Tuesday, October 23, 2007

London update

On Saturday I made arrangements to come down to London to inspect - and almost certainly take - a room in Isleworth for our final 7-8 weeks. On Sunday morning I called at the requested time and left a message indicating when I would be arriving. A little while after that I got a phone-call from another person advertising on the same room-letting site, and I said I'd contact them as soon as I got into town.

We hit Ealing at about 1.30pm, and took up a pew and brew at Munson's cafe (surprise, surprise) and I called both houses to say I was here and ready to go. 2 hours later and I hadn't heard from either. Little gnawings in the stomach: where we going to sleep tonight?

Minutes later I got an offer from Keith (the photographer who did the story on us for the Scandinavian papers in February), saying we could stay with him and his wife, but as they were currently out of town, we'd have to find something to tide us over for 3 nights.

Just then I got a call from house #2, and I explained the situation, asking if I could just rent the room till Wednesday. Since the house was just around the corner we went around to discuss, and it was agreed that we should stay. Not many minutes later, I was cleaning up their household computer of various unwanted detritus and spyware - a 2 hour job, deleting programs and pruning the Start Menu.

Sometime later that evening I got a call from house #1, apologising for being too wasted from the previous night's football final to return any of my messages.

This morning [Monday], first job was to visit Airpets out near Heathrow to get Bondi properly measured for his crate, and collect his paperwork for the final medical tests. Then, over to my storage locker to unload some of the bags I had been driving around with since July and unload any accumulations, ... and ... to reel at the horror of the the entire contents waiting for me to sort for shipping in a month or so.

Dropped into Chiswick for lunch , and then went out to Osterley to pick up a used copy of Jane Jacobs' "The Death and Life of Great American Cities", which seems to have gone out of print in the UK. After casting my eye over a shelf labelled "Elderly children's", I saw that the proprietor had an interesting selection of Beverley Nichols, and she gave me some recommendations for particular titles, notably the autobiography where he writes candidly of his several attempts to kill his alcoholic father. I suggested she try reading J.R. Ackerley's My Father and Myself, and Christopher Robbins' memoir of Brian Desmond Hurst, The Empress of Ireland.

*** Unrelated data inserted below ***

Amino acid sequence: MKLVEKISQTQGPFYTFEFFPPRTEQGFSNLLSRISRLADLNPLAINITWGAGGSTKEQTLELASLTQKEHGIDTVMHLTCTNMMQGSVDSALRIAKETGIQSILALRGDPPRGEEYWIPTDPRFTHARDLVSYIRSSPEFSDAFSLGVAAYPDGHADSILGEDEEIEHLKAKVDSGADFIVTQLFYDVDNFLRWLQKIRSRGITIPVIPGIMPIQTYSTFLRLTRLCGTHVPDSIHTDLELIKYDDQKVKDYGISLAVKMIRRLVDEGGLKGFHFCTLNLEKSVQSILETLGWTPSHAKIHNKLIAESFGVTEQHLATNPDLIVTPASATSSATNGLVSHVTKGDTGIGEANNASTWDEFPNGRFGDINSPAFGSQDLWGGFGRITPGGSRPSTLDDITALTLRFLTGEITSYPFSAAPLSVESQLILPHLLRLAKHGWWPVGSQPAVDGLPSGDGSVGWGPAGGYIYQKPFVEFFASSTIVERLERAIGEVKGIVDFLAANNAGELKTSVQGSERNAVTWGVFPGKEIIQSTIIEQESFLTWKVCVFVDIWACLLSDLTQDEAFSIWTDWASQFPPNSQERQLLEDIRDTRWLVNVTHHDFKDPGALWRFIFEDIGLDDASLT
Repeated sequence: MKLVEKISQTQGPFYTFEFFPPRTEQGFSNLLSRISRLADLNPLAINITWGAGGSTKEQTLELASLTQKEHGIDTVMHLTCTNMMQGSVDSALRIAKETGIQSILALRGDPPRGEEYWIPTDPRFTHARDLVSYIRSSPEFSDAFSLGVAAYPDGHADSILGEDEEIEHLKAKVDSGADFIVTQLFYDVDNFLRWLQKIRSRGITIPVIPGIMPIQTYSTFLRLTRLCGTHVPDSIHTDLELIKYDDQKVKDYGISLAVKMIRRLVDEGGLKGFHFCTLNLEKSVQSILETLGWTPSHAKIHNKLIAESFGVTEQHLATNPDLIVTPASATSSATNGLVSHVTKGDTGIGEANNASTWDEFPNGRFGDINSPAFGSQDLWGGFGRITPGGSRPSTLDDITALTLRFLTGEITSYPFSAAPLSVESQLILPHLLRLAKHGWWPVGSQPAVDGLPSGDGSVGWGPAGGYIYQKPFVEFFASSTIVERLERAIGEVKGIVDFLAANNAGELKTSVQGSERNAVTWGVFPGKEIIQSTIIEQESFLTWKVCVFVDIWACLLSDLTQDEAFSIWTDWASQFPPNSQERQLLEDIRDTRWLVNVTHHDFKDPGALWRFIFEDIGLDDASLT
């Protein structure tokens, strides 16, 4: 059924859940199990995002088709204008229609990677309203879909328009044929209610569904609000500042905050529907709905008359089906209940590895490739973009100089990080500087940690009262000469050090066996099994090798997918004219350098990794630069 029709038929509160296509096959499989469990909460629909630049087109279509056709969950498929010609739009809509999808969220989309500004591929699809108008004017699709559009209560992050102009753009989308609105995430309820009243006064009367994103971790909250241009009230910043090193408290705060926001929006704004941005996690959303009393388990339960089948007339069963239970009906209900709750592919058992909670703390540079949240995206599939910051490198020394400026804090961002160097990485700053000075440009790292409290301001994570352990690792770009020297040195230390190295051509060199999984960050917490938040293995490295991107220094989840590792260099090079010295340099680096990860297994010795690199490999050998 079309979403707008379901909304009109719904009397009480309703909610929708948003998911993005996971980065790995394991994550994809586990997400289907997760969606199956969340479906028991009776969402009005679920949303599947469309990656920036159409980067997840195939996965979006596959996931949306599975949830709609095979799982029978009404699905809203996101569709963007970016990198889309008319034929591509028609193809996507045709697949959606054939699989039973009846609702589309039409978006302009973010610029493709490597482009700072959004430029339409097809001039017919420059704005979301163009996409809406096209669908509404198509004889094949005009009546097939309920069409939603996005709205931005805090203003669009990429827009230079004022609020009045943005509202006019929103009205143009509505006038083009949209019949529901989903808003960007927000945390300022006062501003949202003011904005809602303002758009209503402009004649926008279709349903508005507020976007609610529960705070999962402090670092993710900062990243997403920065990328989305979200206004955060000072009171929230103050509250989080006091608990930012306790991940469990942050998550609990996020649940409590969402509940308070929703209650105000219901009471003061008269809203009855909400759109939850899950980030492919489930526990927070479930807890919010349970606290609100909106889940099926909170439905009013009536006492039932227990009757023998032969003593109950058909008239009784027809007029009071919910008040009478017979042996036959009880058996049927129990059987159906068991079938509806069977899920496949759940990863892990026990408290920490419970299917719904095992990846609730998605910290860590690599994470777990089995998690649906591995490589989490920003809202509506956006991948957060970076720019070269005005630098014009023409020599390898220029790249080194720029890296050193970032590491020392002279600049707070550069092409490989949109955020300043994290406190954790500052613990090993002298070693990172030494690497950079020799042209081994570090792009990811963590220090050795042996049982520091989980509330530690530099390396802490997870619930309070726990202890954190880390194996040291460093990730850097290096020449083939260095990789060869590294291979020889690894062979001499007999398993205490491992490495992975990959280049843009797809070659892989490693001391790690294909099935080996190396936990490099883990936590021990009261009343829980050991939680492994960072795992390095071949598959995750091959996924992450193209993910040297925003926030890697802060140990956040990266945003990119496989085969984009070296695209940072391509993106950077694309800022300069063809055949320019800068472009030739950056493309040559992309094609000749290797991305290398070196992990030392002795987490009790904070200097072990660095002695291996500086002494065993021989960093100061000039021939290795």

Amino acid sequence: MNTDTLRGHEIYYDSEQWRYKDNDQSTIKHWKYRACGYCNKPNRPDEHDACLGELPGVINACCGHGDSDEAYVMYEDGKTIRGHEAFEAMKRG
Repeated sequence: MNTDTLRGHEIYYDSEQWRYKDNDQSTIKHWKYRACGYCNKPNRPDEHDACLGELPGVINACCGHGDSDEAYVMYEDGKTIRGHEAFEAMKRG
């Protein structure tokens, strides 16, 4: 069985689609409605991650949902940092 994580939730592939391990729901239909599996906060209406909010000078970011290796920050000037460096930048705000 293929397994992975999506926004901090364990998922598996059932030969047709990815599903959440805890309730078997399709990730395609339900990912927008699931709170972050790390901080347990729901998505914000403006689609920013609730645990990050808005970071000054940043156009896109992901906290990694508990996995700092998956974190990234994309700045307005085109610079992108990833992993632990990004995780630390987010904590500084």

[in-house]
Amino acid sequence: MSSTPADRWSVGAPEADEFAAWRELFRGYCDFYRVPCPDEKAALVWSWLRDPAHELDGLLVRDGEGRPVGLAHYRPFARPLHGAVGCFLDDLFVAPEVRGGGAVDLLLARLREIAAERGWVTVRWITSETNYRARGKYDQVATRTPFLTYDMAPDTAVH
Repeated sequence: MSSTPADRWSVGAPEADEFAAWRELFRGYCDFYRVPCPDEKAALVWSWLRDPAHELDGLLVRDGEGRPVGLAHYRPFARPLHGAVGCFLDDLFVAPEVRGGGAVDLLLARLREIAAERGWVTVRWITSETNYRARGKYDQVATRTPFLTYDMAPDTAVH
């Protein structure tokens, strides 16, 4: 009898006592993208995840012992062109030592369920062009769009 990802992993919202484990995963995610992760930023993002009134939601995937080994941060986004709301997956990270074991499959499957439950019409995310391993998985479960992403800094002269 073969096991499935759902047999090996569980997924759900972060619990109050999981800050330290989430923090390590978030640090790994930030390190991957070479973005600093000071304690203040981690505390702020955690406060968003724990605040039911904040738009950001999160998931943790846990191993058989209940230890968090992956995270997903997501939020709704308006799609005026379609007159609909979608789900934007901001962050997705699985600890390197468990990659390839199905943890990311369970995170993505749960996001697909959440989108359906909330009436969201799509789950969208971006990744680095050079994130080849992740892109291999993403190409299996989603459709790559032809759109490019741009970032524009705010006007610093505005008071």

This week I've also read David Crystal's "The Fight for English", his response to Lynn Truss' "Eats, Shoots and Leaves"; and Jay Lake's dark fantasy The Trial of Flowers. Each book excellent in its respective fashion.

Next? Let Bondi enjoy some car-less days, catch up with London friends, see a few shows, visit the museums and galleries that have eluded me so far, more family tree work, and final visits to Wales and Cornwall.


  1. Elderly children's—do tell!

  2. Nothing exotic as a set of progeriac fairy tales: just books for children that happen to be very old.

    I was actually looking for Beverley Nichols' "The Wickedest Witch in the World". I have his earlier trio of "The Tree that Sat Down", "The Stream that Stood Still" and "The Mountain of Magic". My mother put me on to the first one in my immediate post-Hobbit phase and I really liked it. It has a much more modern sensibility than you'd expect from the time, but then as a well-travelled friend of Nöel Coward, I suppose he's a bit ahead of his time.
    The witch in that book was somewhat like one I dimly recall in Alan Marshall's fairy-tale cum tall-story: "Whispering in the Wind". As I flounder around the internet looking for some background on that title, I read here that there's a Czech film based on it!
    Randolph Stowe's "Midnite" is another children's-book-by-an-established-adult-author from around the same time as Marshall's book. When I was a kid, everyone read Marshall's "I Can Jump Puddles", his autobiographical tale of growing up with polio. It's striking to realise now that those events happened a century ago, not really much later than Ethel Turner's "Seven Little Australians".

  3. Too bad! It sounds like something right out of Uncle.

    I'll have to look into those Beverley Nichols books.